[Home]History of Christianity

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This article outlines the history of Christianity and provides links to relevant topics.

Roots of Christianity

The Jewish background

Christianity emerged from Judaism in the first century of the common era. Christian brought from Judaism its scriptures (the Old Testament) and fundamental doctrines such as monotheism, and the belief in a moshiach (Hebrew term for messiah; this term is more commonly known as Christ (Greek.) The Jewish picture of the messiah is a national one - the deliverer of Israel, and has significant differences from how Christians understand the term. Christianity developed a new form of the messiah, in which Jesus became the son of God in a literal sense, and the saviour of all mankind.

The Life of Jesus of Nazereth

The earliest emergence of Christianity

Starting with the events recorded in the Gospels and Acts, Christianity grew from the personal practice of a minority of Jews, to the dominant religious group of the Mediterranean world in little over 300 years. It also gained important extensions to the east and south of the Mediterranean. This section will examine those first 300 years.

Early Controversies

Disputes of doctrine began early on. The newly-organised church organised councils to sort matters out. Some groups were rejected as heretics.

Competing Religions

Christianity was far from the only religion seeking and finding converts in the 1st century. Modern historians of the Roman world often discern interest in what they tend to call mystery religions or mystery cults beginning in the last century of the Roman Republic and increasing during the centuries of the Roman Empire. Roman authors themselves, such as Livy, tell of the importation of "foreign gods" during times of stress in the Roman state. Judaism, too, was receiving converts and in some cases actively evangelising. The New Testament reflects a class of people referred to as 'believers in God' who are thought to be Gentile converts, perhaps those who had not submitted to circumcision; Philo? of Alexandria makes explicit the duty of Jews to welcome converts.

Second and third centuries

In the third century conventionally educated converts began to produce two kinds of writings that help us understand the developing shapes of Christianity - works aimed at a broad audience of educated non-Christians and works aimed at those who considered themselves inside the Church. The writing for non-Christians is usually called apologetic in the same sense that the speech given by Socrates in his defense before the Athenian assembly is called his Apology - the word in Greek meant "speech for the defense" rather than the modern more limited denotation of "statement expressing regret". The Apologists, as these authors are sometimes known, made a presentation for the educated classes of the beliefs of Christians, often coupled with an attack on the beliefs and practices of the pagans. Other writings had the purpose of instructing and admonishing fellow Christians.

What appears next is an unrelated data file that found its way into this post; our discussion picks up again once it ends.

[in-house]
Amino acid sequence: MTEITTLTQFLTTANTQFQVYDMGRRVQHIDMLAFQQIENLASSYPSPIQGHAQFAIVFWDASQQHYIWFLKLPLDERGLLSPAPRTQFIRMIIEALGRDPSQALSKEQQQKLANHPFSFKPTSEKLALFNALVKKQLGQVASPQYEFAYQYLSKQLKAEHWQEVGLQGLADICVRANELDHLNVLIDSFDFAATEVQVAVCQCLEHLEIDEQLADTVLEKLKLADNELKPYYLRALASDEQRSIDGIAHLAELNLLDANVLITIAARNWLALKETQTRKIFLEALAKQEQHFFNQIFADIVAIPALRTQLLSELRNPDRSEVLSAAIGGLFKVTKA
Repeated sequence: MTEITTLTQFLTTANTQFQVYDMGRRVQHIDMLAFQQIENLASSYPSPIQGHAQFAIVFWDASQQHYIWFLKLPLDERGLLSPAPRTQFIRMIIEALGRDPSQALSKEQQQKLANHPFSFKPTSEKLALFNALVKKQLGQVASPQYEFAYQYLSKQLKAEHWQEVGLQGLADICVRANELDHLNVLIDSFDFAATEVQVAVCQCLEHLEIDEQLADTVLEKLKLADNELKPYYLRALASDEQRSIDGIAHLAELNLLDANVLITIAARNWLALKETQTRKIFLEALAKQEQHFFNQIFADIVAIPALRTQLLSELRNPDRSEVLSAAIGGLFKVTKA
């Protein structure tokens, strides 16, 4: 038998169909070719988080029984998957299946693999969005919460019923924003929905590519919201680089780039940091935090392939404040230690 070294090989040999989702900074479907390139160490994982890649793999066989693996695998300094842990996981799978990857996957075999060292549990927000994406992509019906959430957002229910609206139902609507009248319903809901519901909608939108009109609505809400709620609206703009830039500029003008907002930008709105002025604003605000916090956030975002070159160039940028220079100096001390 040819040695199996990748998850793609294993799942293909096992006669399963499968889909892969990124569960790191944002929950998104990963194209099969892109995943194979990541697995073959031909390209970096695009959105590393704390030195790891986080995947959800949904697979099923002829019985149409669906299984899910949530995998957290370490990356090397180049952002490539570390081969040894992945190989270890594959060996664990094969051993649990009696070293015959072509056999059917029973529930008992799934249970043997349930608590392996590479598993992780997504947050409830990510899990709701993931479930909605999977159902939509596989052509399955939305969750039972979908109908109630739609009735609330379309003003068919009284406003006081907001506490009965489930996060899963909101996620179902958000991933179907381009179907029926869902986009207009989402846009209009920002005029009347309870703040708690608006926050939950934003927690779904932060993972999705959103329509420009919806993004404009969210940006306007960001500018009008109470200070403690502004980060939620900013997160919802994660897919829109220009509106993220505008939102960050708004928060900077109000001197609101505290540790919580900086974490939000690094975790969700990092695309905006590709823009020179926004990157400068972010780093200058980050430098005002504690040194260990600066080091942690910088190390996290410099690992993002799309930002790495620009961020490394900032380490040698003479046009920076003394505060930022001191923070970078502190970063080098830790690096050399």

Fourth century

Development of the canon of scripture

Christianity legalized in the Roman Empire

Fourth-century pagan revival by Rome

The Christology controversies

Christianity becomes a state religion

Fifth century

The conversion of the Mediterranean world

Developing Christianity outside the Mediterranean world

Christianity was not restricted to the Mediterranean basin and its hinterlands; at the time of Jesus a large proportion of the Jewish population lived in Mesopotamia outside the Roman Empire, especially in the city of Babylon, where much of the Talmud was developed.

Development of the Papacy

The rise of Islam

Church & state in the Medieval west

Schisms between East and West

The Later Middle Ages

The Reformation and Counter Reformation


Discusses the rise of the major denominations after the Reformation, and the challenges faced by Catholicism.
Lots missing here.

The Restoration

This is a bit sketchey, not sure about the title either. currently readin up on this...

19th Century

The Earliest Controversies Resurface in New Forms

Anti-Clericalism and Atheistic Communism

In many revolutionary movements the church was associated with the established repressive regimes. Thus, for example, after the French Revolution and the [Mexican Revolution]? there was a distinct anti-clerical tone in those countries that exists to this day. On a more extreme level, Karl Marx condemned religion as the "opium of the people"[1] and the Marxist-Leninist? states of the twentieth century were officially atheistic.

20th Century and beyond

Christianity in the 20th century was characterised by accelerating fragmentation. The century saw the rise of both liberal and conservative splinter groups, as well as a general secularisation of Western society. The Roman Catholic church instituted many reforms in order to modernise. Missionaries also made inroads in the [Far East]?, establishing further followings in China, Taiwan, and Japan.



The rise of free evangelical churches

Evangelism in the 10/40 Window

The Spread of Secularism

In Europe there has been a general move away from religious observation and belief in Christion teachings and a move towards secularism. For example the Gallup International Millennium Survey[2] showed that only about one sixth of Europeans attend regular religious services, less than half gave God "high importance", and only about 40% believe in a "personal God". Nevertheless the large majority considered that they "belong" to a religious denomination.

In North America and South America, the other two continents where Christianity is the dominant professed religion, religious observation is much higher than in Europe.


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Last edited December 16, 2001 12:08 pm by Koyaanis Qatsi (diff)